• Order 1: Pteridosparmales
  • Order 2: Cycadeoidales 
  • Order 3: Cycadales
  1. Phylum: Coniferophyta (it includes four orders) 
  • Order1: Cordaitales
  • Order 2: Coniferales
  • Order 3: Taxales 
  • Order 4: Ginkgoales
  1. Phylum: Chlamydospermophyta (it includes two orders)
  • Order 1: Ephedrales
  • Order 2: Gnetales

After that in 1961, Andrew classified gymnosperm into 6 divisions:

  1. Pteridospermatophyta
  2. Cycadohyta
  3. Coniferophyte
  4. Ginkgohyta
  5. Gnetophyta
  6. Gymnosperms of uncertain affinities

In 1965, K.R. Sporne in his book named “The Morphology of Gymnosperms” classified gymnosperm into 3 divisions based on Pilger and Melchior (1954) classification, these divisions were further classified into orders.

A. Cycadopsida

Order 1: Pteriodospermales (it includes 7 families)

  1. Lyginopteridaceae
  2. Medulosaceae
  3. calamopteridaceae
  4. Glossopteridaceae
  5. Peltospermaceae
  6. Corystospermaceae
  7. Caytoniaceae

Order 2: Bennettitales (it includes 3 families)

  1. Williamsoniaceae
  2. Wielandiellaceae
  3. Cycadeoideaceae

Order 3: Pnetoxylaes (only one family)

  1. Pentoxylaceae

Order 4: Cycadales(it includes 2 families)

  1. Cycadaceae
  2. Nilssoniaceae

B. Coniferopsida

Order 1: Cordaitales (it includes 3 families)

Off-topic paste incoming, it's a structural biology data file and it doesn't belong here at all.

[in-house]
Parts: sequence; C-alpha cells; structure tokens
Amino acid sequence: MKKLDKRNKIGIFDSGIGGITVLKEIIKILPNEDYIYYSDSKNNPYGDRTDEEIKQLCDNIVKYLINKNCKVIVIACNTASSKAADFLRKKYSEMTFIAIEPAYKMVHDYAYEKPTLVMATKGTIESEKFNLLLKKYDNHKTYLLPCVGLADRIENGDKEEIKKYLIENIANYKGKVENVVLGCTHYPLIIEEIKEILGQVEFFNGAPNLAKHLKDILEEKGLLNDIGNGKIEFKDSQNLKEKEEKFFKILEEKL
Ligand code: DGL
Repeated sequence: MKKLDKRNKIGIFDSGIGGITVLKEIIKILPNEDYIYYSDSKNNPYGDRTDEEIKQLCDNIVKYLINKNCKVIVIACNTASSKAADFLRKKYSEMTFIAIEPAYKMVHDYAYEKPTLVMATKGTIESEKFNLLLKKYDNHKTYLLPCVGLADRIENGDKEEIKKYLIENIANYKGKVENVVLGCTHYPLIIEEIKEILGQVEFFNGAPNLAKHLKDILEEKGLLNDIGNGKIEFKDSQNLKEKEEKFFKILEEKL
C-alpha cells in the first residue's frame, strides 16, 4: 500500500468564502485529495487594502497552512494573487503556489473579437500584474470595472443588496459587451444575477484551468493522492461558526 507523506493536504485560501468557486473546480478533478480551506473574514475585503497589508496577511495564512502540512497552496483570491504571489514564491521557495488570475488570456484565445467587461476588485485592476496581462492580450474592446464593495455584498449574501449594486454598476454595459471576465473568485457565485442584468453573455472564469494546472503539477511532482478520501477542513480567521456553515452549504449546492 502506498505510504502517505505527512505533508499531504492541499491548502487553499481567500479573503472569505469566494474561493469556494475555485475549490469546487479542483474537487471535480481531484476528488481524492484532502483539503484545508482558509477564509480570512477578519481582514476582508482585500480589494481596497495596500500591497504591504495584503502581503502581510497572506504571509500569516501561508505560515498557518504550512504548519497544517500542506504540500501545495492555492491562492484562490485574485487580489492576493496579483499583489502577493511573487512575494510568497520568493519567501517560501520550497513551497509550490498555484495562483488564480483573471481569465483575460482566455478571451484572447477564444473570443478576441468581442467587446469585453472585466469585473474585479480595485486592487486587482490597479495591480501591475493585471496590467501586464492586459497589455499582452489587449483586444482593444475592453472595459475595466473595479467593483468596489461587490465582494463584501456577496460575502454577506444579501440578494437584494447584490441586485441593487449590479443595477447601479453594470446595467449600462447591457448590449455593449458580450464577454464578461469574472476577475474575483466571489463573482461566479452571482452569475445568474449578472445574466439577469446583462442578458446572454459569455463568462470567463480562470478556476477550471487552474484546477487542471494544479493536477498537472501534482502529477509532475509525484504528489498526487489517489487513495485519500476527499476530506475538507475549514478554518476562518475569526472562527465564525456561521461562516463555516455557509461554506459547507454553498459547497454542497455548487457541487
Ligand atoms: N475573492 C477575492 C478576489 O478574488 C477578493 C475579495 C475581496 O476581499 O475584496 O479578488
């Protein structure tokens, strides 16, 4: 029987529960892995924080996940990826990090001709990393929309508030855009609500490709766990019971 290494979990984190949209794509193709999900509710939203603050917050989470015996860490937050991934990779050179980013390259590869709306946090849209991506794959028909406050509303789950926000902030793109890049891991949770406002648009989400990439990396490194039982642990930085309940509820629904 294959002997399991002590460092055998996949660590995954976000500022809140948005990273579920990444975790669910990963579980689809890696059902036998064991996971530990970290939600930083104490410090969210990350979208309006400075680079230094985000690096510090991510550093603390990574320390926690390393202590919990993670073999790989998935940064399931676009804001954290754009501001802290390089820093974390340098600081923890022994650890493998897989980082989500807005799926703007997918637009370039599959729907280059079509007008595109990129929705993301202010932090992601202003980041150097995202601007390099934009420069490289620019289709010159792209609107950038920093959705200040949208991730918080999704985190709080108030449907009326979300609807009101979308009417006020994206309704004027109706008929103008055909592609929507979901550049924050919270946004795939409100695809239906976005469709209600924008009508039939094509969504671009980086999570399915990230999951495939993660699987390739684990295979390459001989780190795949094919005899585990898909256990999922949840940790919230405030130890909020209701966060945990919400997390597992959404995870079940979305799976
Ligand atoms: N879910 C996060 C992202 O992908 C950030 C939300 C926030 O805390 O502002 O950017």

1. Ertophytaceae
  2. Cordaitaceae
  3. Poroxylaceae

Order 2: Coniferales (it includes 9 families)

  1. Lebachiaceae
  2. Vitziaceae
  3. Palissyaceae
  4. Pinaceae
  5. Taxodiaceae
  6. Cupressaceae
  7. Podocarpaceae
  8. Cephalotaxaceae
  9. Araucariaceae

Order3: Taxales (only one family: Taxaceae)

Order 4: Ginkgoales (contains 2 families)

  1. Trichoptyaceae
  2. Ginkgoaceae

C. Gnetopsida

Order 1: Gnetales (includes 3 families)

  1. Gnetaceae
  2. Welwitschiaceae
  3. Ephedraceae 

In the modern classification, gymnosperms are divided into four main orders.

A. Cyadales

  • They are dioecious (meaning: separate male or female).
  • Cyadales group of gymnosperms are found in tropical areas that originally originated in the Triassic period.
  • Cyadales are represented by both living members and fossils.
  • They are woody, wood is monoxylic.
  • Leaves are pinnately compound. Young leaves with Circinate Ptyxix.
  • Megasporophyll does not form female cones, Cyadales cones are large with many fertile leaves. E.g. sporophylls arranged into cones.
  • Male gamete is motile.
  • Cycadales are commonly called pandas of the plant kingdom.
  • They are used as ornamental plants because their shape is beautiful. 
  • Examples: Cycas, Zamia.